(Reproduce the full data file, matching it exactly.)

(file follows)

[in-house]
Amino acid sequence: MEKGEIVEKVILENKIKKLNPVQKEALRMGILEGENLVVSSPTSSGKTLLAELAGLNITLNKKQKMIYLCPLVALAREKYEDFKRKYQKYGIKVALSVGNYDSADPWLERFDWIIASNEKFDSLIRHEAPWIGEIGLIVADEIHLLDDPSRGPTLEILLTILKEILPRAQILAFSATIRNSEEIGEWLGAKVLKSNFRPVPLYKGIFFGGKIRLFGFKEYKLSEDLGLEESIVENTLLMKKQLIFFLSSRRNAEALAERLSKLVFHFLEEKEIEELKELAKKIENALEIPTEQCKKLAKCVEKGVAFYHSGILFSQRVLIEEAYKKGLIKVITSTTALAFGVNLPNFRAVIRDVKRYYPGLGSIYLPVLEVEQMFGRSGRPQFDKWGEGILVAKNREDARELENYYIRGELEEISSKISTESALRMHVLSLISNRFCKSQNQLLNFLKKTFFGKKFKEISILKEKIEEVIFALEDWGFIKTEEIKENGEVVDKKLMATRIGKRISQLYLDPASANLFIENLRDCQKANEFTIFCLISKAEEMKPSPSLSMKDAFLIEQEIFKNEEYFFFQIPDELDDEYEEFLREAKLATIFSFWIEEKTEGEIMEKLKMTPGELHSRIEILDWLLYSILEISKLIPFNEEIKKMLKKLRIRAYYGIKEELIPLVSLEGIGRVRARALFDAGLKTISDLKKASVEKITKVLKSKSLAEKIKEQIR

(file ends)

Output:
[in-house]
Amino acid sequence: MEKGEIVEKVILENKIKKLNPVQKEALRMGILEGENLVVSSPTSSGKTLLAELAGLNITLNKKQKMIYLCPLVALAREKYEDFKRKYQKYGIKVALSVGNYDSADPWLERFDWIIASNEKFDSLIRHEAPWIGEIGLIVADEIHLLDDPSRGPTLEILLTILKEILPRAQILAFSATIRNSEEIGEWLGAKVLKSNFRPVPLYKGIFFGGKIRLFGFKEYKLSEDLGLEESIVENTLLMKKQLIFFLSSRRNAEALAERLSKLVFHFLEEKEIEELKELAKKIENALEIPTEQCKKLAKCVEKGVAFYHSGILFSQRVLIEEAYKKGLIKVITSTTALAFGVNLPNFRAVIRDVKRYYPGLGSIYLPVLEVEQMFGRSGRPQFDKWGEGILVAKNREDARELENYYIRGELEEISSKISTESALRMHVLSLISNRFCKSQNQLLNFLKKTFFGKKFKEISILKEKIEEVIFALEDWGFIKTEEIKENGEVVDKKLMATRIGKRISQLYLDPASANLFIENLRDCQKANEFTIFCLISKAEEMKPSPSLSMKDAFLIEQEIFKNEEYFFFQIPDELDDEYEEFLREAKLATIFSFWIEEKTEGEIMEKLKMTPGELHSRIEILDWLLYSILEISKLIPFNEEIKKMLKKLRIRAYYGIKEELIPLVSLEGIGRVRARALFDAGLKTISDLKKASVEKITKVLKSKSLAEKIKEQIR